The characteristic virtues of his noble patroness, James Thomson sang in the opening lines of his Spring,
O Hartford, fitted or to shine in courts
With unaffected grace, or walk the plains
With innocence and meditation joined.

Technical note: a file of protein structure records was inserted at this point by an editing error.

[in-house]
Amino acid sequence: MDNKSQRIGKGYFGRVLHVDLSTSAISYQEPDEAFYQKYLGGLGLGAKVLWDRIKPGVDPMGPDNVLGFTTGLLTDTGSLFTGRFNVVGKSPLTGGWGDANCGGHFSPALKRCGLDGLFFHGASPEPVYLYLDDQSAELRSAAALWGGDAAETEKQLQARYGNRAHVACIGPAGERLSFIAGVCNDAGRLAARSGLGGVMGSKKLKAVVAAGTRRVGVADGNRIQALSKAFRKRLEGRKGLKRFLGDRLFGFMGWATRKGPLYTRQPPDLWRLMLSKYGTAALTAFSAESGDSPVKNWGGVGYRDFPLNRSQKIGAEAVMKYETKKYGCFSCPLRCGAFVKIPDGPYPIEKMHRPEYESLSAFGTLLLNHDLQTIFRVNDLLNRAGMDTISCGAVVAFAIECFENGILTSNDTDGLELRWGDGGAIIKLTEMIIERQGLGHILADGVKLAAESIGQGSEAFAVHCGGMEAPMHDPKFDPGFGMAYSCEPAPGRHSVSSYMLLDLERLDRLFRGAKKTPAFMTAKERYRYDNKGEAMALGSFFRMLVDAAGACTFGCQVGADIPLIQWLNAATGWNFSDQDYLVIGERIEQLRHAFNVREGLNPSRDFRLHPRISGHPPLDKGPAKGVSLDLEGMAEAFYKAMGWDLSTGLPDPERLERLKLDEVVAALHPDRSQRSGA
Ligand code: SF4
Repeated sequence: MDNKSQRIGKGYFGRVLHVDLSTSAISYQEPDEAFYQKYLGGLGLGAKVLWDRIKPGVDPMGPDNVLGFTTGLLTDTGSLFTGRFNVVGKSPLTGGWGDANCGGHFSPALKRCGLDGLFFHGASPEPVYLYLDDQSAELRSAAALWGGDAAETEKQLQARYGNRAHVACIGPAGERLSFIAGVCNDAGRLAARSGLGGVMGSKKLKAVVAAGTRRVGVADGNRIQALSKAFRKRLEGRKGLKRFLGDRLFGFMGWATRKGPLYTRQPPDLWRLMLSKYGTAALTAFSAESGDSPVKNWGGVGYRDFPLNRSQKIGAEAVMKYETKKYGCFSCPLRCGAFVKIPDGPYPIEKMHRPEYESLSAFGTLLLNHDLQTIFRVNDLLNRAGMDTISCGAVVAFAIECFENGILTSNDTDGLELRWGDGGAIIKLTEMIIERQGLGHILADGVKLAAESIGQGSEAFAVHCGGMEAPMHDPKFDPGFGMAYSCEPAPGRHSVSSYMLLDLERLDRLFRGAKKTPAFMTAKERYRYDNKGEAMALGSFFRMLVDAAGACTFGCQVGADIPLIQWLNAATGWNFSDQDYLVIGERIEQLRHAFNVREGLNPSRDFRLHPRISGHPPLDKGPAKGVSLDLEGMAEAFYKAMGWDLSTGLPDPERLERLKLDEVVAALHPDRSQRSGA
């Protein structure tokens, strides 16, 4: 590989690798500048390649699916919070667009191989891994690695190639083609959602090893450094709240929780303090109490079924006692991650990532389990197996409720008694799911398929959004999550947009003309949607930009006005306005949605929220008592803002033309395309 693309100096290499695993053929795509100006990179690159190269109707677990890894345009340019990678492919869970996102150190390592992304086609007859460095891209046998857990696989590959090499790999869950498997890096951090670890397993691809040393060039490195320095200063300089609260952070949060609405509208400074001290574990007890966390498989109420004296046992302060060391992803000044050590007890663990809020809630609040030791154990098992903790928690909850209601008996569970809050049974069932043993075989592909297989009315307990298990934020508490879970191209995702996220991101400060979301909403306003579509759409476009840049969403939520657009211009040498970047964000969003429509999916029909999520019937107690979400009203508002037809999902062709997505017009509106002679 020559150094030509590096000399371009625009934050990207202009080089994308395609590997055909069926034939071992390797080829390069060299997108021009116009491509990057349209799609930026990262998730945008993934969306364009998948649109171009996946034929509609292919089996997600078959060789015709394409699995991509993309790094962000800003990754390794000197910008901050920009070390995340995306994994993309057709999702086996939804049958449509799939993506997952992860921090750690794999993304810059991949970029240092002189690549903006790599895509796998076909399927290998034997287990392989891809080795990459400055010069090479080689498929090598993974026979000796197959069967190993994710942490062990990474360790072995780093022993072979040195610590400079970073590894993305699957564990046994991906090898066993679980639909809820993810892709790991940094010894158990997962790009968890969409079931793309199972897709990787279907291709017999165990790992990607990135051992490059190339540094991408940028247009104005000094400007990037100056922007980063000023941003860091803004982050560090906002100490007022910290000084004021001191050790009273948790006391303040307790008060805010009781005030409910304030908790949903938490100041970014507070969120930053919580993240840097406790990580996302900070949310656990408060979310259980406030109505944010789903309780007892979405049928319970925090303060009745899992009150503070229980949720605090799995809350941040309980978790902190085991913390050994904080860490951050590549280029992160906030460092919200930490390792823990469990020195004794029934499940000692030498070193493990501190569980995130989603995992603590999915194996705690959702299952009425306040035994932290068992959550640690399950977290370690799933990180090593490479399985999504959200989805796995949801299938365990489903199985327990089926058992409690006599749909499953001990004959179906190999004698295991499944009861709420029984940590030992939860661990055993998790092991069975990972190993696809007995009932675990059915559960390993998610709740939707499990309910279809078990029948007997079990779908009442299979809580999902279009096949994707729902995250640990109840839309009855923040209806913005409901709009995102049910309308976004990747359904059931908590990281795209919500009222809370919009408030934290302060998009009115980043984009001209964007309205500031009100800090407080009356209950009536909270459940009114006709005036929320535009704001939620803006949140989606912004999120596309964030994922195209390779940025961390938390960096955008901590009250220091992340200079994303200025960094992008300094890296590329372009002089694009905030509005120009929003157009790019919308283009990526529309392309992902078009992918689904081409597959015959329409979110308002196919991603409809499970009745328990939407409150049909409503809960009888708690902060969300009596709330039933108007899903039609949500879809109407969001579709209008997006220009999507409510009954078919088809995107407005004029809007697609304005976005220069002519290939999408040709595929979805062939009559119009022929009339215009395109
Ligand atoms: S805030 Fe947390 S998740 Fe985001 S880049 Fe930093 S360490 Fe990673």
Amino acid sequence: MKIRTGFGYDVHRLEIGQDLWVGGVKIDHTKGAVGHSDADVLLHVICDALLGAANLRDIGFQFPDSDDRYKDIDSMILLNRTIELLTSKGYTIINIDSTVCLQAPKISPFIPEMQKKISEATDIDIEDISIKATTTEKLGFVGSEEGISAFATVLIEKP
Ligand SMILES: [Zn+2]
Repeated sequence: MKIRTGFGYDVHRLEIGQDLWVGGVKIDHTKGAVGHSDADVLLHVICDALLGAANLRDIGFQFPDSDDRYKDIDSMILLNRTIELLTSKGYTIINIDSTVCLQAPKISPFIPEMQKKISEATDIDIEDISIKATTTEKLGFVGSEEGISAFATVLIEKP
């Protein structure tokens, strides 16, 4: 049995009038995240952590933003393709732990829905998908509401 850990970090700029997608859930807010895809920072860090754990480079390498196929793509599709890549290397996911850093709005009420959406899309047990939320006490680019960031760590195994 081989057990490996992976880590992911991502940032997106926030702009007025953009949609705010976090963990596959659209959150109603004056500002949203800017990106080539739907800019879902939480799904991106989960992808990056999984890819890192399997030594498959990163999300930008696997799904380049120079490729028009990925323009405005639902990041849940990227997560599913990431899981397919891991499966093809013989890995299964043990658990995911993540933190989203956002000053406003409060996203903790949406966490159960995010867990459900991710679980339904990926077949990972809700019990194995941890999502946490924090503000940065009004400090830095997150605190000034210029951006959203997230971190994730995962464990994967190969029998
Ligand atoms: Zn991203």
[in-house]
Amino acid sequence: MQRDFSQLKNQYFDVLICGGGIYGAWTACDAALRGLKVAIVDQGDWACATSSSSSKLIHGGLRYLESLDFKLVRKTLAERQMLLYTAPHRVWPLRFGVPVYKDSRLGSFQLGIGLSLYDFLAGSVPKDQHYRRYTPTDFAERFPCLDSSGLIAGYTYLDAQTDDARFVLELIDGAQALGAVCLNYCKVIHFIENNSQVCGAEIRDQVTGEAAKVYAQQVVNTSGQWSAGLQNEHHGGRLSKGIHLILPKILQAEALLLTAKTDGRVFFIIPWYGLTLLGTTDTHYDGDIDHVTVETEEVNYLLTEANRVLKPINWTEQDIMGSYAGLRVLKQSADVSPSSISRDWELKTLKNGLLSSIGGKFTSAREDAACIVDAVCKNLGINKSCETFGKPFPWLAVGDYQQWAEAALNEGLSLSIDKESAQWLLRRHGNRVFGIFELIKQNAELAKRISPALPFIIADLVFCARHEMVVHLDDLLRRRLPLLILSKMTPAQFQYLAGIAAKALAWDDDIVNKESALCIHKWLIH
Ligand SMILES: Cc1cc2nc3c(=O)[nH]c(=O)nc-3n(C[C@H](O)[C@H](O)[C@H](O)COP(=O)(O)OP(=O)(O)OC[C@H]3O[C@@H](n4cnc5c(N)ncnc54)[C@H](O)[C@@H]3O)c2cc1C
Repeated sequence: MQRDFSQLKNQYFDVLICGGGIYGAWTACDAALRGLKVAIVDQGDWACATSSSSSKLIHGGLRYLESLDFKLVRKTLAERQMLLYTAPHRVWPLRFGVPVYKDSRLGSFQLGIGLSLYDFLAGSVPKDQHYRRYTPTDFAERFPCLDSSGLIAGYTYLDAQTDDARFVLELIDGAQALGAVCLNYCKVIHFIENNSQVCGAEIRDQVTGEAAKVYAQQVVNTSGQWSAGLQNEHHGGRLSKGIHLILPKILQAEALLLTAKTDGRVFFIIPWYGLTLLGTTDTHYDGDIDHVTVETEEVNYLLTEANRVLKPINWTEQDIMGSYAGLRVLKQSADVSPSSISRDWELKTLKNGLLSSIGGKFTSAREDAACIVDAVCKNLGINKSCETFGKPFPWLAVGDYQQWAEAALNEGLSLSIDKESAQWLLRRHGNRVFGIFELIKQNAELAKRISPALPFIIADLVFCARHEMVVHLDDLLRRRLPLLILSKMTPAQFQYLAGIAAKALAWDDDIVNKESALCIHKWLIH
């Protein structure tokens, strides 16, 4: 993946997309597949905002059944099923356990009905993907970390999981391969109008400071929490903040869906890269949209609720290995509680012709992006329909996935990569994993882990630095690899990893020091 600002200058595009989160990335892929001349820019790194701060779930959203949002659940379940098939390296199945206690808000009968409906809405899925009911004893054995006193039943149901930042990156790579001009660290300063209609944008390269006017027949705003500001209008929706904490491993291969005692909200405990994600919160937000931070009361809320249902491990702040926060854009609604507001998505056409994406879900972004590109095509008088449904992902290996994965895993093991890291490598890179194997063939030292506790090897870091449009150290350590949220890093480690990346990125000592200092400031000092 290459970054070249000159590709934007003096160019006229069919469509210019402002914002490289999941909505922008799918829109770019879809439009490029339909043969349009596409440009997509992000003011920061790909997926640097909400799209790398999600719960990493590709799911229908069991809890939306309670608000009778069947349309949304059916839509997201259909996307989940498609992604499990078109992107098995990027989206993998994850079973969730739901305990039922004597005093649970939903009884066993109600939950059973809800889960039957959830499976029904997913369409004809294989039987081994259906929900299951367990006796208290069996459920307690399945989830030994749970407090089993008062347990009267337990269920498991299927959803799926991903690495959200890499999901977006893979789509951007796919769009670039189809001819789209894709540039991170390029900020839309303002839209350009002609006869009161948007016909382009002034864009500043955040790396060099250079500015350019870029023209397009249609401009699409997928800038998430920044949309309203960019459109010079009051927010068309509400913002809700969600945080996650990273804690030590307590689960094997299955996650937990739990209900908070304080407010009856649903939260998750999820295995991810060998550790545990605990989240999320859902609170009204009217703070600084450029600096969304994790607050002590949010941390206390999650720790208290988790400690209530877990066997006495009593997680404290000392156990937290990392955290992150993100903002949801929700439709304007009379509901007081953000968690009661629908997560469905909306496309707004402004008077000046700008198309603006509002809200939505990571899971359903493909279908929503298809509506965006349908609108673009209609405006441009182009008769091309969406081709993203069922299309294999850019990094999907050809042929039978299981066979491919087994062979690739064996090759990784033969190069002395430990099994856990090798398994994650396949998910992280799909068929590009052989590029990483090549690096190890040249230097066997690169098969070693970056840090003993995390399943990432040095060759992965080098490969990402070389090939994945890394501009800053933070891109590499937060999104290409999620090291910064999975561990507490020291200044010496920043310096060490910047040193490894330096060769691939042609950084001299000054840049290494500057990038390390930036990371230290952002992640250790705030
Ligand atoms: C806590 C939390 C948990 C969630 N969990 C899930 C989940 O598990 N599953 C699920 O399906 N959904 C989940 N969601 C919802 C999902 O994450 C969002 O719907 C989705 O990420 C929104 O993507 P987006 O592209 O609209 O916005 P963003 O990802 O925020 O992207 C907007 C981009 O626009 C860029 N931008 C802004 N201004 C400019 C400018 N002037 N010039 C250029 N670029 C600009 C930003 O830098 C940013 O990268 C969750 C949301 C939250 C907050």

Other poets of country life besides the author of the Seasons enjoyed the patronage of the benevolent Countess of Hertford with her taste for rural landscapes, rural solitudes, and rural verses. Stephen Duck, the “Thresher Poet,” doubtless owed much of his court-favor to the good offices of the Countess, a lady-in-waiting to Queen Caroline. Her country residence he describes familiarly in his poem, A Description of a Journey to Marlborough, etc.; and an unpublished poem by him (preserved among the Alnwick manuscripts) specifically recognizes her aid and beseeches its continuance. John Dyer she may also have known; his Grongar Hill in an early version she transcribed in her commonplace-book. He was one of Aaron Hill's circle, which included Thomson and also Richard Savage, who, according to Dr. Johnson, owed his life to her intercession with the Queen. These young poets were the protegés of Lady Hertford's youth;1 another poet of country life, however, claimed her interest some twenty years after Thomson's fruitful visits to Marlborough and St. Leonard's Hill.